Dear reader, dear writer,
Very recently, the wildly successful Nigerian novelist, Chimamanda Adichie, was asked to give advice about writing to young writers. Part of her reply was: ‘try for more clarity please’, be more accessible.
Similarly, the philosopher John Searle once said: ‘if you can’t say it clearly, you don’t understand it yourself’. It’s a piece of wisdom I use to guide my own writing. Be clear. Be rapidly understandable. Don’t be obscure. Don’t be unnecessarily complex.
The idea is that: before you can communicate clearly, you have to think clearly. To write clearly, and to think clearly, there are a couple of basic methods.
First, if you can make the same point with fewer words, use fewer words. Second, ask the question: what is the core point I want to communicate? And have the answer very clear in your mind. Be able to say: The core point I want to make is… Third, ponder the question: which words will be easiest for my reader to understand? Fourth, in general, longer sentences are harder to write, and harder to read. Therefore, in general, write shorter sentences – for your sake and for your reader’s sake.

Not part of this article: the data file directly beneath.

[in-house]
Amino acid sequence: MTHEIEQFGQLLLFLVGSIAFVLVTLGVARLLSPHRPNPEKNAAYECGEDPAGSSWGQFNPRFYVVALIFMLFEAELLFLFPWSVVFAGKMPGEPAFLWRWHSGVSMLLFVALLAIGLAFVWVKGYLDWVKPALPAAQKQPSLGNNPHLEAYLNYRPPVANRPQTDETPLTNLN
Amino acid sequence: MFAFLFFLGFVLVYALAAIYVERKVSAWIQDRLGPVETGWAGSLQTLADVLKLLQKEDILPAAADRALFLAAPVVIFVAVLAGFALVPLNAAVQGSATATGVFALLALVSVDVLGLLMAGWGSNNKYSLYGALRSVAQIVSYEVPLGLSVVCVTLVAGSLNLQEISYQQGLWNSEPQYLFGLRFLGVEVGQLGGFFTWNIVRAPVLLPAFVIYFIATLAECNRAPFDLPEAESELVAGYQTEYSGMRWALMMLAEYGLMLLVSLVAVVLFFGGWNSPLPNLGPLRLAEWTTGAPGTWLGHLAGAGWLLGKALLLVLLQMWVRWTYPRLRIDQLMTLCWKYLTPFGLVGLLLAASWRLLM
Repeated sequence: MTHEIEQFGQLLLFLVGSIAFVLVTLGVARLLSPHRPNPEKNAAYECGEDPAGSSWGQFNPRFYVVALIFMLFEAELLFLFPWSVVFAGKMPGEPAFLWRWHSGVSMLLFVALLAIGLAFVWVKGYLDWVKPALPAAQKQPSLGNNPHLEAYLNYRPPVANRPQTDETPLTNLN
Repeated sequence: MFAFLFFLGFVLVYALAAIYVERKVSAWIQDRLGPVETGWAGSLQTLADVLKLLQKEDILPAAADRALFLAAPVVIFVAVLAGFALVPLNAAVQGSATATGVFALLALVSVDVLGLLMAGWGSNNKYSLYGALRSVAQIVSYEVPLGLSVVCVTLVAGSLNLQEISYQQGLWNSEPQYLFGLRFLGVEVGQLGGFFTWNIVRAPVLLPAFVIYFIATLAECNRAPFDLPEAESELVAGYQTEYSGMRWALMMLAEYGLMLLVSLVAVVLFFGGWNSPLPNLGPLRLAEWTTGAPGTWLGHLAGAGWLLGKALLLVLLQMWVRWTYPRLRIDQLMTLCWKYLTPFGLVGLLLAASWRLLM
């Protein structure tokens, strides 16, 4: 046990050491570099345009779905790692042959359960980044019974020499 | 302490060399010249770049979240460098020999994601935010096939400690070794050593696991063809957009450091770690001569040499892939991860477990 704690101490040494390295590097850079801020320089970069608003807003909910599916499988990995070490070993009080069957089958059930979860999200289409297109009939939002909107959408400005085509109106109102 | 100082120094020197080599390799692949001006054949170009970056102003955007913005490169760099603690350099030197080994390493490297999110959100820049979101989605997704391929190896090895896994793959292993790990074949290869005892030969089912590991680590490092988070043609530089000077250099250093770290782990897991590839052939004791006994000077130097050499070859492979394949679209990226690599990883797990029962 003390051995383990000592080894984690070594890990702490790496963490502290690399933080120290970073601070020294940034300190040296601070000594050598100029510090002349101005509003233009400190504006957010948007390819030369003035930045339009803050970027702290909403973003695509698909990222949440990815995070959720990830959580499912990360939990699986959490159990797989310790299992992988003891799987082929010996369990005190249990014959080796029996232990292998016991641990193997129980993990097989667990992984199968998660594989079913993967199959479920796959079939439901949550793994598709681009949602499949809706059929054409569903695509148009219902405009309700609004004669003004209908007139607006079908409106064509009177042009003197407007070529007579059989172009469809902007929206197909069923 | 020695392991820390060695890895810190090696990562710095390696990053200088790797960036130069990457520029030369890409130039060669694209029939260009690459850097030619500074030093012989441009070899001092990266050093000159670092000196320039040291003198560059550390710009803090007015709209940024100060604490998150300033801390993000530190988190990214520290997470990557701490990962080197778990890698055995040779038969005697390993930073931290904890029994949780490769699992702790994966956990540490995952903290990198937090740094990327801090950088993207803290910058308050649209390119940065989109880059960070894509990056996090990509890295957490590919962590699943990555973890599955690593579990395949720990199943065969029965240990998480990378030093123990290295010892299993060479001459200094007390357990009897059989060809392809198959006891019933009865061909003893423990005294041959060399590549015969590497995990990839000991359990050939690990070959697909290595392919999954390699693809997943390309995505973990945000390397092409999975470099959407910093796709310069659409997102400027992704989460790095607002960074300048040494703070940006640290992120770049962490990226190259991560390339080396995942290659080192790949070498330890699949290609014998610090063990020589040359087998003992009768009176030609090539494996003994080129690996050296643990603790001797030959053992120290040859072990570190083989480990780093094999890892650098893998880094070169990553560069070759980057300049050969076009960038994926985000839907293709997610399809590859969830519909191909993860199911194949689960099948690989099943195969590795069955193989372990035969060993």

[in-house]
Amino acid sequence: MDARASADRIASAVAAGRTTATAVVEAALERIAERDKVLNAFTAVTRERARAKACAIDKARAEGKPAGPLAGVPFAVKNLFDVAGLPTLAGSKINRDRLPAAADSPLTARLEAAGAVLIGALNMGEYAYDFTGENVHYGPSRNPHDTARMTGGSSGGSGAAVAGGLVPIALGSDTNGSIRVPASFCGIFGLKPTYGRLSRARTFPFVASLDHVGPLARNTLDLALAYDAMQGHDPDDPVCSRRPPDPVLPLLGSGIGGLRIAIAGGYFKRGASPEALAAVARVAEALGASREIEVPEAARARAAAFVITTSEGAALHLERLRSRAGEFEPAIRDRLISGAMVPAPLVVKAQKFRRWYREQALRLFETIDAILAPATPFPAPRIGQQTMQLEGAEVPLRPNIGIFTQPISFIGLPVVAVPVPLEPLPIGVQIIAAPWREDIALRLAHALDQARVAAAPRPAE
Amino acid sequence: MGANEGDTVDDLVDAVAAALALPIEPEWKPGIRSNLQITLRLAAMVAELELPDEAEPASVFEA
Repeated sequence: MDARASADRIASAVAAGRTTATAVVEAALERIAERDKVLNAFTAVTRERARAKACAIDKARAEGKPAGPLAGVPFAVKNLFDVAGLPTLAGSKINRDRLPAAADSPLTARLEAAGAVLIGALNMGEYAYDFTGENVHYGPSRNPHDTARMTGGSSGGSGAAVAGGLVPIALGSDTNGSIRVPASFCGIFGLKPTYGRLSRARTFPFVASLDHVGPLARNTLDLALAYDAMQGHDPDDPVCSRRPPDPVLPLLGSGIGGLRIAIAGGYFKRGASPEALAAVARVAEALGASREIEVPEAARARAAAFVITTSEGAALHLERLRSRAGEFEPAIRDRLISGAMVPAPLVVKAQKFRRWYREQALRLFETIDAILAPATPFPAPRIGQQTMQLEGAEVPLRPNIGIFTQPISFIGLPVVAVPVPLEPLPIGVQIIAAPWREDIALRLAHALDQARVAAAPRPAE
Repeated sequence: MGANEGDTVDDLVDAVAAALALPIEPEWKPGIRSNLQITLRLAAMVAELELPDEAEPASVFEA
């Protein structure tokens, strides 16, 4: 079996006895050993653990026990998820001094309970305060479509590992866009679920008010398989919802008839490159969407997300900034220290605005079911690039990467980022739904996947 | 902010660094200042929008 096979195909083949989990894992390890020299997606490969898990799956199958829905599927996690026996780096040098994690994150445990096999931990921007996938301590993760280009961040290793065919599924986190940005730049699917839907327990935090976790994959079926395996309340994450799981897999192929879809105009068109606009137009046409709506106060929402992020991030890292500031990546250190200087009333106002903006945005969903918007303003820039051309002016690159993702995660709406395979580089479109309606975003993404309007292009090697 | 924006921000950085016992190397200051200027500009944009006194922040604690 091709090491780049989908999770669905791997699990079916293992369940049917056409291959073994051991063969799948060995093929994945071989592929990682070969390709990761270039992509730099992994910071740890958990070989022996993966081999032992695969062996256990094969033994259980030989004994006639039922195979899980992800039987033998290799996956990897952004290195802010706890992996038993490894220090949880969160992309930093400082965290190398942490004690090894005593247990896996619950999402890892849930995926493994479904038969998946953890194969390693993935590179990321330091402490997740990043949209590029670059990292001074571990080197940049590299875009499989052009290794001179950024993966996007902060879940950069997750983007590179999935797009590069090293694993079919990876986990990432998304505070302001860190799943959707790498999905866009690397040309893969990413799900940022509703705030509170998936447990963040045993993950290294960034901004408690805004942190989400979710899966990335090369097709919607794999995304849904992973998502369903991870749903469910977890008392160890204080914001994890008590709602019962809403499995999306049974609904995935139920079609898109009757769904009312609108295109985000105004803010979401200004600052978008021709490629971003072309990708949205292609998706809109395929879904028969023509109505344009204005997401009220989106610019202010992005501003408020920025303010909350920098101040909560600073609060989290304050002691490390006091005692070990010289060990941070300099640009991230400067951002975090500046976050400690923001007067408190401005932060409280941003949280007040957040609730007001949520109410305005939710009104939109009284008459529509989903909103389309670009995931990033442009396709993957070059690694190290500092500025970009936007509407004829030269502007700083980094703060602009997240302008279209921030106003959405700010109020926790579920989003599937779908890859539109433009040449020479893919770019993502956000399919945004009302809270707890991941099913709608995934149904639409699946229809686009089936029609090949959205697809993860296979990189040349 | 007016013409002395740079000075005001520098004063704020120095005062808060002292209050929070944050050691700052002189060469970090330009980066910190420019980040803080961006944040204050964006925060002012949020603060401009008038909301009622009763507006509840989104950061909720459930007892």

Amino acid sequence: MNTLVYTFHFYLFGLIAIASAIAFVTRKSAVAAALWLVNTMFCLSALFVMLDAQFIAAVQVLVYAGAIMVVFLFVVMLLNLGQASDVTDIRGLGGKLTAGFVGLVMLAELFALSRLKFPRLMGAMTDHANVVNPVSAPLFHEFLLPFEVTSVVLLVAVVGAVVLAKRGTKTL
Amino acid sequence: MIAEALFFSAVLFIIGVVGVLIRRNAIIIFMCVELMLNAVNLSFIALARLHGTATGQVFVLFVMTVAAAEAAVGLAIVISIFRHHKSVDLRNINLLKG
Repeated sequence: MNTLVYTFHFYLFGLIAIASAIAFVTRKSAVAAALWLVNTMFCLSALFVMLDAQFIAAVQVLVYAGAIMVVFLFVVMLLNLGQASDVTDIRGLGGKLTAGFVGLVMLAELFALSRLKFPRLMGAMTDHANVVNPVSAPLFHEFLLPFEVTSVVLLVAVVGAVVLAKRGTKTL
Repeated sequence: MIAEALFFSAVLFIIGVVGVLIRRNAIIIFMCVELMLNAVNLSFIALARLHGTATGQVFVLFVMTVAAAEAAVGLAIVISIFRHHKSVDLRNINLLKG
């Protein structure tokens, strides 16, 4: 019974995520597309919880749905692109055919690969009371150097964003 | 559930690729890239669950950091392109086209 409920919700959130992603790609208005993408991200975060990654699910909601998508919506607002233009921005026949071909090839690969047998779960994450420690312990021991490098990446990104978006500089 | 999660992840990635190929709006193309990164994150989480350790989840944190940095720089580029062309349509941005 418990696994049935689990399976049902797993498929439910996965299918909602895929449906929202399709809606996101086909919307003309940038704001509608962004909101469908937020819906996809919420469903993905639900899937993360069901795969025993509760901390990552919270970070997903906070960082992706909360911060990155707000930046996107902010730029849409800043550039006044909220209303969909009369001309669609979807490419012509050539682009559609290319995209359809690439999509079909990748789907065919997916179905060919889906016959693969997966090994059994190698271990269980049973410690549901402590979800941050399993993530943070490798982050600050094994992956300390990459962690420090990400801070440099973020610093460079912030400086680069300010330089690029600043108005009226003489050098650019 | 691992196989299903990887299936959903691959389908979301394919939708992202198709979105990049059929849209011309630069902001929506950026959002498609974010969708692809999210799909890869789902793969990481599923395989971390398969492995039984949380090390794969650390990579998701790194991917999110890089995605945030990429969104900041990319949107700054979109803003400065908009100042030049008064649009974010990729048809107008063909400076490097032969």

Writing simply includes an element of thoughtfulness about the reader’s experience. It involves thinking about the reader. It’s about thinking – what might it feel like to read this? In part, writing simply is a way of reducing the burden of interpretation for the reader. I don’t want to write a complex sentence that you have to read three times before you can understand it. Therefore, I often rewrite a sentence three times, so that the sentence is short and clear and understandable. I try to make my sentences more concise. More precise. More vividly understandable.